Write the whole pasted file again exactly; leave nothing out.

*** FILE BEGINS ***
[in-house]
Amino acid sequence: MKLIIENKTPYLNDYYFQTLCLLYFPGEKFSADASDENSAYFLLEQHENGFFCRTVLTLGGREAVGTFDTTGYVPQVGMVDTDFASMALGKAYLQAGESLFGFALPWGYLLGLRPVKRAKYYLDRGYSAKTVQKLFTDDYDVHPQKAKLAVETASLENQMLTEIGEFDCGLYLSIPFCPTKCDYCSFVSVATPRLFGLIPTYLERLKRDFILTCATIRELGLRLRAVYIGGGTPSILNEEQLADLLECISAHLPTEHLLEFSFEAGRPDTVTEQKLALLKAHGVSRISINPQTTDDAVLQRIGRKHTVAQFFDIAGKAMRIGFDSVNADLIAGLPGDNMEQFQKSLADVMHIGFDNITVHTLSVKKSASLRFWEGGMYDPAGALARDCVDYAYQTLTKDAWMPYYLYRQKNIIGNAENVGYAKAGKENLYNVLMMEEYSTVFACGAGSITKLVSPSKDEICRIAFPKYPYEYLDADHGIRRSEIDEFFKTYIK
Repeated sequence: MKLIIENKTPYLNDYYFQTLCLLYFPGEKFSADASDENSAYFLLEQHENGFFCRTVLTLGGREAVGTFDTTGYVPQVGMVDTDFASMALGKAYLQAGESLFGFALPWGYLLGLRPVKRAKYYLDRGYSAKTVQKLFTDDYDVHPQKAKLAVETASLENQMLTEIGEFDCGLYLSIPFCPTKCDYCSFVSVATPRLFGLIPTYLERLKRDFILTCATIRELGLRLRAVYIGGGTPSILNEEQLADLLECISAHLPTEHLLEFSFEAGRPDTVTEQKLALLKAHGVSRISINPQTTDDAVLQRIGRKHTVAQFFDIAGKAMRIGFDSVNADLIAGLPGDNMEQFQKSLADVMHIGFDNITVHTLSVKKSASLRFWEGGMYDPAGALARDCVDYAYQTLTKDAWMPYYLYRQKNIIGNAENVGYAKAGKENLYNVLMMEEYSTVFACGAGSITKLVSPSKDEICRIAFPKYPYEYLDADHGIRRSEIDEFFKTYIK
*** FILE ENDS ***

[in-house]
Amino acid sequence: MKLIIENKTPYLNDYYFQTLCLLYFPGEKFSADASDENSAYFLLEQHENGFFCRTVLTLGGREAVGTFDTTGYVPQVGMVDTDFASMALGKAYLQAGESLFGFALPWGYLLGLRPVKRAKYYLDRGYSAKTVQKLFTDDYDVHPQKAKLAVETASLENQMLTEIGEFDCGLYLSIPFCPTKCDYCSFVSVATPRLFGLIPTYLERLKRDFILTCATIRELGLRLRAVYIGGGTPSILNEEQLADLLECISAHLPTEHLLEFSFEAGRPDTVTEQKLALLKAHGVSRISINPQTTDDAVLQRIGRKHTVAQFFDIAGKAMRIGFDSVNADLIAGLPGDNMEQFQKSLADVMHIGFDNITVHTLSVKKSASLRFWEGGMYDPAGALARDCVDYAYQTLTKDAWMPYYLYRQKNIIGNAENVGYAKAGKENLYNVLMMEEYSTVFACGAGSITKLVSPSKDEICRIAFPKYPYEYLDADHGIRRSEIDEFFKTYIK
Repeated sequence: MKLIIENKTPYLNDYYFQTLCLLYFPGEKFSADASDENSAYFLLEQHENGFFCRTVLTLGGREAVGTFDTTGYVPQVGMVDTDFASMALGKAYLQAGESLFGFALPWGYLLGLRPVKRAKYYLDRGYSAKTVQKLFTDDYDVHPQKAKLAVETASLENQMLTEIGEFDCGLYLSIPFCPTKCDYCSFVSVATPRLFGLIPTYLERLKRDFILTCATIRELGLRLRAVYIGGGTPSILNEEQLADLLECISAHLPTEHLLEFSFEAGRPDTVTEQKLALLKAHGVSRISINPQTTDDAVLQRIGRKHTVAQFFDIAGKAMRIGFDSVNADLIAGLPGDNMEQFQKSLADVMHIGFDNITVHTLSVKKSASLRFWEGGMYDPAGALARDCVDYAYQTLTKDAWMPYYLYRQKNIIGNAENVGYAKAGKENLYNVLMMEEYSTVFACGAGSITKLVSPSKDEICRIAFPKYPYEYLDADHGIRRSEIDEFFKTYIK